Therefore, there are some types of processes and tooling which are at the fingertips of DIYs in the USA which over here are only at the disposal of the specialized technical teams of large industrial groups. This was in no way a remark aimed at you or Don Stewart, nor your projects or dynamic involvement in furthering this noble cause destined to a deserved success.

A "true" TORUS screen, built by you as a justified hommage to your deplored friend and brilliant inventor Gerald Nash, is most likely a much more sensible purchase (in terms of value for the dollar spent) than many others that we Home Theater enthusiasts sometimes make. Its projected pricing is quite cheap when compared to the high-end projectors or to the top video processors, and it definitely is in their league. So I'd be the last one to knock it.

Then you've got the logistics of it: I'm a the top of a building with very limited staircase access - no way to get an RPTV up here. So being able to assemble a screen on location from parts is a major consideration. Notwithstanding the numerous problems I've had in shipping things from the overseas: projector dropped from a forklift, LD players with bent internal parts from shocks, etc. not to mention the lovely folks down at customs who get a kick of charging up to over 40% duty. So this rules out importing big ticket items.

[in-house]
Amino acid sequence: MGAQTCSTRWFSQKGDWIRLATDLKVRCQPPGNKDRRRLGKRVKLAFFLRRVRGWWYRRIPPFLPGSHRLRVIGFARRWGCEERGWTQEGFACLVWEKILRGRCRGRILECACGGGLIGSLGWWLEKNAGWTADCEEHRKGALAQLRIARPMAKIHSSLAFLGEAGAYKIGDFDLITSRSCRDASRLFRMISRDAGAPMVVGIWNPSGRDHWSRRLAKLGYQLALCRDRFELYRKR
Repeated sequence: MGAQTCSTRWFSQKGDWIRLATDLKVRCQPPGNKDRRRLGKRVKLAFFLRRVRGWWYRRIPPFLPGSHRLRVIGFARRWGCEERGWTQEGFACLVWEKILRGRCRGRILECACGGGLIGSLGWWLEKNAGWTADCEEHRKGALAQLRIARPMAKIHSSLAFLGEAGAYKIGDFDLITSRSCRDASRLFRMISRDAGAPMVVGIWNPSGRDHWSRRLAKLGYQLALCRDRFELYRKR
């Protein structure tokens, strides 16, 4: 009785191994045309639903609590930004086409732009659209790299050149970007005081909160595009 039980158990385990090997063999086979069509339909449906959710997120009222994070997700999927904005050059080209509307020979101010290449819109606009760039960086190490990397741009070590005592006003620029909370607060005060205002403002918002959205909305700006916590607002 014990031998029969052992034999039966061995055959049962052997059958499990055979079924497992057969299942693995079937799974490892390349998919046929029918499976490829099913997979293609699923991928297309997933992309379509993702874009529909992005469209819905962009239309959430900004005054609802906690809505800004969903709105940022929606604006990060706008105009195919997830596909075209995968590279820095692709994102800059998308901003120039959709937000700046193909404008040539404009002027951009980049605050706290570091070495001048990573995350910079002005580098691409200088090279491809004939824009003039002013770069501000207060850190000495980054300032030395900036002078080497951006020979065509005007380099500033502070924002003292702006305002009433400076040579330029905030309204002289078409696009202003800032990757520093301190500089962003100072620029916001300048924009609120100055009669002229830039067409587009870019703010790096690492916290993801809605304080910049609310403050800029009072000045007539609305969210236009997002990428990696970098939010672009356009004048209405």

As with many DIY types, there are a couple motivations at play. One is finding a way of reaching a goal that you couldn't otherwise achieve. Anyways, if you ever need a beta tester over in these waters, look no further, I'm your man! ;)

Cheers,

Brett
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post #20 of 21 Old 11-14-2001, 08:19 PM
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Dear Brett:

Sorry to take Gerald's death out on you with such DRAMA.

I want you to think of something regarding this beta test with wish perhaps I could come and assist myself. If I sell plenty of plasmas this x'mas.

The Torus screen is particularly easy to implement in European Flats, because it is assembled on site. If you can get a Christmas tree up your stairs you are in business, then.

Although "officially" this is speculation, Imagine that you could purchase from an outfit like AVSCIENCE a Torus kit.